I am no Luddite - Google Books has offered the opportunity to obtain old texts (in pdf form), and search them, in a way that would not have been possible. Information is far, far more available for fast research than was possible in the 1970s and early 1980s. I happen to like that.

But deep down, I might miss these new things if we were to suddenly lose them . . . but not that much; as long as I have a decent bookshelf.

So if reduced to a small library of real books, what would YOU put on it? Let us arbitrarily say 50-100 books tops.


So I'm down to the school the other day for one of my kids' music programs. Children doing their bit, proud parents taking pictures - you know the scene. It's elementary school.

But . . . the program was about "Healthy Choices" and the "6 Pillars of Character." This is part, I believe, of a statewide curriculum requirement to indoctrinate students, with the added benefit (if you do this music bit) of getting to have the children indoctrinate the parents.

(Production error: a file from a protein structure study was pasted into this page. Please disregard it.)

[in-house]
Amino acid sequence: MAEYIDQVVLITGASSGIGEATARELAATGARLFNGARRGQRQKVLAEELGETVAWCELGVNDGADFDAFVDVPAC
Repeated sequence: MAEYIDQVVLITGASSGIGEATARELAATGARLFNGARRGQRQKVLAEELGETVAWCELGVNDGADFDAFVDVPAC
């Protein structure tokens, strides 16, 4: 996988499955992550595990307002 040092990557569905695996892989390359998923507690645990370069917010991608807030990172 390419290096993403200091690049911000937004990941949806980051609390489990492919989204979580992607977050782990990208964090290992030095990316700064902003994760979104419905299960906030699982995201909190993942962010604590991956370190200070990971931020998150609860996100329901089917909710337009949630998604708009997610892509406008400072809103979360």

Now, the 6 "Pillars" were, I suppose, something any parent could approve of: Trustworthiness, Respect, Responsibility, Fairness, Caring, and Citizenship.

The national producers of this program describe it thus:

The nonsectarian and nonpartisan assembly programs entitled “CHOICES COUNT!”, “IT’S YOUR CHOICE!” and "START DREAMIN'!" feature an interactive educational format focusing on the nationally recognized Six Pillars Of Character. These six pillars are: Trustworthiness, Respect, Responsibility, Fairness, Caring, and Citizenship and are presented as a counterbalance to the negative influences bombarding our children everyday such as bullying, conflict resolution, drugs, tobacco, alcohol, gang violence, and dropping out of school.

As basic ideas, not bad. However, the delivery was as muddied as anything could be. At one point, a little vignette is played out where children of different types